Arctic Blast Sweeps Through Ark-La-Tex
A cold blast has moved into Louisiana and the rest of the Ark-La-Tex bringing some of the coldest temperatures the Pelican State has felt in years.
Louisiana climatologist Barry Keim said this cold weather will be with us for a few days.
“Monday, Tuesday and Wednesday, we are expecting a hard freeze across most of Louisiana,” Keim told the Louisiana Radio Network. “Tuesday will be the coldest of the three days, but all those days will be brutally cold. By the time we get to Thursday, we’ll get some serious relief. In fact, most of the state will be above freezing.”
Unfortunately, it’s not just the cold air temperature that’s the problem, it’s the wind chill.
This morning, temperatures at Shreveport Regional Airport were as low as 18 degrees. However, wind chills were as low as 3 degrees at various points throughout the morning.
Accuweather.com says today’s high in Shreveport is only going to reach 32 degrees. The average low temperature in Shreveport is 36 degrees. Tonight, temperatures are going to fall to 13 degrees.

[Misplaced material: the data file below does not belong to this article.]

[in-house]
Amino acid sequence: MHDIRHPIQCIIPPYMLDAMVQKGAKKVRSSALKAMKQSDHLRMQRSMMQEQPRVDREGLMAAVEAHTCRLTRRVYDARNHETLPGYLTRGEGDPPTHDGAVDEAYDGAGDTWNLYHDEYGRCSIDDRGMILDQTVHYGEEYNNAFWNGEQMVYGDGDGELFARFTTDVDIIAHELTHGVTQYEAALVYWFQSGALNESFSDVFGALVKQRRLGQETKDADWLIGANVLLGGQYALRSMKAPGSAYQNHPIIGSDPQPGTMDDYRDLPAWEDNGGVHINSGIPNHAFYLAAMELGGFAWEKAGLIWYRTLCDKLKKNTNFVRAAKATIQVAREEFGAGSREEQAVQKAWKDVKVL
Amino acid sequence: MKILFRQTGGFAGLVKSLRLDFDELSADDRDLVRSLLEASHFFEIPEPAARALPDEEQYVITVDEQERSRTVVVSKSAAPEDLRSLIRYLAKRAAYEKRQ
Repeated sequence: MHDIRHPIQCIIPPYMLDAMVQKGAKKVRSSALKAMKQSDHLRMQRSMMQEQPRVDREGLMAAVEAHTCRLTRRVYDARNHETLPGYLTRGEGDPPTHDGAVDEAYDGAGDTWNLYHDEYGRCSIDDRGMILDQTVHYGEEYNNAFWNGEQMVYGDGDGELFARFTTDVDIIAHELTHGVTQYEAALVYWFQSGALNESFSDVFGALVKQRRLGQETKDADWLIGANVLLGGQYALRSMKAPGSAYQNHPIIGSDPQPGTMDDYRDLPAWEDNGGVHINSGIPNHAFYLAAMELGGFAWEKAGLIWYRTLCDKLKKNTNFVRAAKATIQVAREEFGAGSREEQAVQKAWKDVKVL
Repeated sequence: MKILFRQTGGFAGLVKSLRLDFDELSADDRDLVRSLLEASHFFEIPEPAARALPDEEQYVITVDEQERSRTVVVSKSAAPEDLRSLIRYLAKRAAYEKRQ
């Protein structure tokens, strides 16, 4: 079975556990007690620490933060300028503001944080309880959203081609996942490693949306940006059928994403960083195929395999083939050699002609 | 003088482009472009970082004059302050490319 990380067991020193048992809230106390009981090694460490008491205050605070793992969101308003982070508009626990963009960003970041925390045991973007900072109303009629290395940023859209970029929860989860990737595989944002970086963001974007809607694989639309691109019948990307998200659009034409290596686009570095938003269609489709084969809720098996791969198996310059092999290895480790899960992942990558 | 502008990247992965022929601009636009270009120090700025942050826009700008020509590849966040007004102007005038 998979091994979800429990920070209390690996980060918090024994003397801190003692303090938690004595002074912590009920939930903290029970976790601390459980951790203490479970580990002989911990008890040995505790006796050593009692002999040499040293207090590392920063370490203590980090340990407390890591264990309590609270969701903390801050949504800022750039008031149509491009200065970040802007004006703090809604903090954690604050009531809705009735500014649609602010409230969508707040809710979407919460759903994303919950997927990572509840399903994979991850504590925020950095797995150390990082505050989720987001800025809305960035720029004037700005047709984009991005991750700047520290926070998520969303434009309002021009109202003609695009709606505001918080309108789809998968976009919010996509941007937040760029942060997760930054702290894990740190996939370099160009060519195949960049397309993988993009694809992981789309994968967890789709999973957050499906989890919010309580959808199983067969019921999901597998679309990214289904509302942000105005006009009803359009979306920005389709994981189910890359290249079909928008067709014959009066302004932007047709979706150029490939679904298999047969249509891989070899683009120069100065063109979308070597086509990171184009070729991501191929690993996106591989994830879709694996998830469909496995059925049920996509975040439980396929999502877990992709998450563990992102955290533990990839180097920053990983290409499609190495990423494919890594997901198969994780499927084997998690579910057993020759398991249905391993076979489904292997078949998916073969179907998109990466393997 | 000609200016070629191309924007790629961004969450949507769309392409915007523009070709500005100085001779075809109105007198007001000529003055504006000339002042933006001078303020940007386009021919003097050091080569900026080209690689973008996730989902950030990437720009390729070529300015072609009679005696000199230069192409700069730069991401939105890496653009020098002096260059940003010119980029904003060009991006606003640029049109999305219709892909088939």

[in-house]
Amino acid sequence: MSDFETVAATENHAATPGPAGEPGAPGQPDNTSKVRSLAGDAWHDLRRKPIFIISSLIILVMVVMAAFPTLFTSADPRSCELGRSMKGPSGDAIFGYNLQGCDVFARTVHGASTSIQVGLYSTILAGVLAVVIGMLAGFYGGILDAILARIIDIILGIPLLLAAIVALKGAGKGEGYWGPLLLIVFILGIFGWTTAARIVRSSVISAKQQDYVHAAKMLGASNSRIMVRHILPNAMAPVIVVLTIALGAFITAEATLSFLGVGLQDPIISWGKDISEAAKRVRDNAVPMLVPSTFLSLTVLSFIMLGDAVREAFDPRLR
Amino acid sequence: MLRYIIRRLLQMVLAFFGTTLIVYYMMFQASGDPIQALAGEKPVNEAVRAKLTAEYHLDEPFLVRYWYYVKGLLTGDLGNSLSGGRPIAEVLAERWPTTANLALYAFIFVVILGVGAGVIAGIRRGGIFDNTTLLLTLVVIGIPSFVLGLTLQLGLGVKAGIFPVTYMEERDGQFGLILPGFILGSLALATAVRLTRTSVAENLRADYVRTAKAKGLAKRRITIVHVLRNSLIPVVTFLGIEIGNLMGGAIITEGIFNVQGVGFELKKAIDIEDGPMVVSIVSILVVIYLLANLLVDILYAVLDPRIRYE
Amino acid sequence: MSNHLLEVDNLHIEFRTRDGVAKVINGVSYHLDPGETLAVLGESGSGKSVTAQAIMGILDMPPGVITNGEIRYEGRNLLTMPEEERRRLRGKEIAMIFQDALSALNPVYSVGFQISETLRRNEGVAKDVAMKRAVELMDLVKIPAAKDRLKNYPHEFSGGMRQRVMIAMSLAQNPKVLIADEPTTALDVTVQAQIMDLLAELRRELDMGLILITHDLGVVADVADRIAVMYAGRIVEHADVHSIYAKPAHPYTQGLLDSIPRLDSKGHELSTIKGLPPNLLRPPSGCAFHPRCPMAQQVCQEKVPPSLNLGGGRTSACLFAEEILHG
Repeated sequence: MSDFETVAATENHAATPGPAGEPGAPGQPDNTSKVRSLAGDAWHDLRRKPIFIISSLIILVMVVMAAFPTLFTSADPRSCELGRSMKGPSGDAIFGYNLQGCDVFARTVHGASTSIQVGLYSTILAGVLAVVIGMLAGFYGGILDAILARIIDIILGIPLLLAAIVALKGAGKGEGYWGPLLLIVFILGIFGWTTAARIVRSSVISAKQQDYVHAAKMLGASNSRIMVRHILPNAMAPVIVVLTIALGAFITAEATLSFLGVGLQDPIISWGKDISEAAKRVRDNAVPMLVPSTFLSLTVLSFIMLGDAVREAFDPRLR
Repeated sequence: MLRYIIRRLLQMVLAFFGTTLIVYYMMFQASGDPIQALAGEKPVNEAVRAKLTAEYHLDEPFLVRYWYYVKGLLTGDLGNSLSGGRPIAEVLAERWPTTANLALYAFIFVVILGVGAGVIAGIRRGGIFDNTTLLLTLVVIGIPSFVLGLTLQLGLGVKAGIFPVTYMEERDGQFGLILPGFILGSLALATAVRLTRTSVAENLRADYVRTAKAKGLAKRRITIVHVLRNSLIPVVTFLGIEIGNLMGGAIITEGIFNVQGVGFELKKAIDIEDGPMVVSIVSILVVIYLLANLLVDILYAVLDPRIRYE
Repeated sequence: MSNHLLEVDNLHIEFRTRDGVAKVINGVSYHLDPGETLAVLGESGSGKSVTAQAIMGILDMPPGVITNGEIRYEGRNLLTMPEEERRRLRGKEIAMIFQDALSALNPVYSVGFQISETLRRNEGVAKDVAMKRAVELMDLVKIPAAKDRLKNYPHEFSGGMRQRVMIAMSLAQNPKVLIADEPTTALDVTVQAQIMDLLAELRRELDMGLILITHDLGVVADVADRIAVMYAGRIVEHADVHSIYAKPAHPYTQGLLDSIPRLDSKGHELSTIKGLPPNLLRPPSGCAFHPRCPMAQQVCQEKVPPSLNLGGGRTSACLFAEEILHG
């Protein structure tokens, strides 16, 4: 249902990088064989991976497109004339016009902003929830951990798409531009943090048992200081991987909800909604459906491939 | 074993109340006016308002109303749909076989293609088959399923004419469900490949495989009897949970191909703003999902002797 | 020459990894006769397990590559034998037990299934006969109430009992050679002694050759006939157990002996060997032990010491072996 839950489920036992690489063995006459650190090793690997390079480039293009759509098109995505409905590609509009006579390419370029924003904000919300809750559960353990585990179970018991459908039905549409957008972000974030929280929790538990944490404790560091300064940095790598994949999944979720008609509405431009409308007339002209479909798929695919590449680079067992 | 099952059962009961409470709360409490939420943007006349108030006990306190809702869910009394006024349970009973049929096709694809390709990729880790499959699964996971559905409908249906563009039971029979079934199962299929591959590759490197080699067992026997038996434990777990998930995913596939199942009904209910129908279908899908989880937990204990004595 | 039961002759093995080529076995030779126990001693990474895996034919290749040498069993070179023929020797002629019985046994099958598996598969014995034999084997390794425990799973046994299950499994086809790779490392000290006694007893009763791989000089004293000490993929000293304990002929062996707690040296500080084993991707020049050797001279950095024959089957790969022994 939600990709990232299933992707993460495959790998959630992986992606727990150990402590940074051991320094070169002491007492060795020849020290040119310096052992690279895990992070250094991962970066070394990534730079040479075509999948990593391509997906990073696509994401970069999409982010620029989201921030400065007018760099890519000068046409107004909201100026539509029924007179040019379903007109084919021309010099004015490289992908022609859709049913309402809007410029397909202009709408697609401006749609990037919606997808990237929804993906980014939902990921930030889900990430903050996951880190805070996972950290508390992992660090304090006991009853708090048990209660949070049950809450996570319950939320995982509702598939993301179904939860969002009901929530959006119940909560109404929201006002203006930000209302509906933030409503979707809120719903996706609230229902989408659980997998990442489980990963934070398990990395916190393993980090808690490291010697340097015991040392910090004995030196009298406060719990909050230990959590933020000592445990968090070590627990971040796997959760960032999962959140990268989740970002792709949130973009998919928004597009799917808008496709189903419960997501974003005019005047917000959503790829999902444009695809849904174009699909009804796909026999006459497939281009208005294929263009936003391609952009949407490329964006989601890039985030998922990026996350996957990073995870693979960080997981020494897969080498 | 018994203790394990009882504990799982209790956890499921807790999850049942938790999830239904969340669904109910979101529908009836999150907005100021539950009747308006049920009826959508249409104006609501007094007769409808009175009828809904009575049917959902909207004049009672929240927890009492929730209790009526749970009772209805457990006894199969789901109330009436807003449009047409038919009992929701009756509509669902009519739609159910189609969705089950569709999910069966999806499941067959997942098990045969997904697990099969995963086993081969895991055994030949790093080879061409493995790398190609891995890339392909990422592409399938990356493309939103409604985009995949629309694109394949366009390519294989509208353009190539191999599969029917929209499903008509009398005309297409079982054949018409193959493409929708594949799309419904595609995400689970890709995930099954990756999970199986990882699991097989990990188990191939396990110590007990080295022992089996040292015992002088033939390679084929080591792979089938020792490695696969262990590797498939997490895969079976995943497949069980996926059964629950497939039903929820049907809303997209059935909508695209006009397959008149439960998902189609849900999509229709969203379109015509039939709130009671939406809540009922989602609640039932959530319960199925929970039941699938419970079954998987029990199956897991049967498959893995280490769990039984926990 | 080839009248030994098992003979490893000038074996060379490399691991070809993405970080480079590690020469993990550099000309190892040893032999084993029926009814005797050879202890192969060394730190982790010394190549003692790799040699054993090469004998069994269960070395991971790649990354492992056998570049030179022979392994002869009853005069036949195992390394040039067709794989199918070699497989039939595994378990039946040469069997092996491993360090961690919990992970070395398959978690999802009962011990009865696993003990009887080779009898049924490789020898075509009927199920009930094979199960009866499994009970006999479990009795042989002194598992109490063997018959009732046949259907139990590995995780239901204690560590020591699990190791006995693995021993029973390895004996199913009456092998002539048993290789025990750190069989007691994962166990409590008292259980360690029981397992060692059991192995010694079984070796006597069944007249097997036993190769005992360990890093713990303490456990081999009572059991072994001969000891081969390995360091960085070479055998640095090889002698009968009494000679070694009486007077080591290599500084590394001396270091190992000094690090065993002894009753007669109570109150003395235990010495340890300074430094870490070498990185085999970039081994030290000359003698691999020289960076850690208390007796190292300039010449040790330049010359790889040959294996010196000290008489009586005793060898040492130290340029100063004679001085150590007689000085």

The wind is the bigger issue with the wind chill expected to be about 20 degrees today, but will improve tonight as winds die down.
No worries about breaking any records. The coldest temperature on this date is 6 degrees, set back in 1879.
This is some of the coldest temperatures we’ve seen since 2010 and prior to 2010, we haven’t seen temperatures like this for almost a decade, so we are in very rare territory here.”
What is Wind Chill?
Wind chill and heat index are the perceived temperature as felt by the body based on factors in addition to the actual temperature.
Wind chill is determined by taking the temperature and the current wind speed, putting them both into a formula, and come up with the “wind chill”, or how it feels outside as opposed to a black-and-white temperature reading.
The measure is meant to get a more accurate reading on how it feels outside, since wind on a cold day makes it feel even colder than a cold day with calm wind.
Heat index is the opposite of wind chill. A wind chill reading should always be lower than the actual temperature reading. Heat index does the same thing as the wind chill, but it factors the temperature and the relative humidity to get a more accurate reading on how hot it feels outside.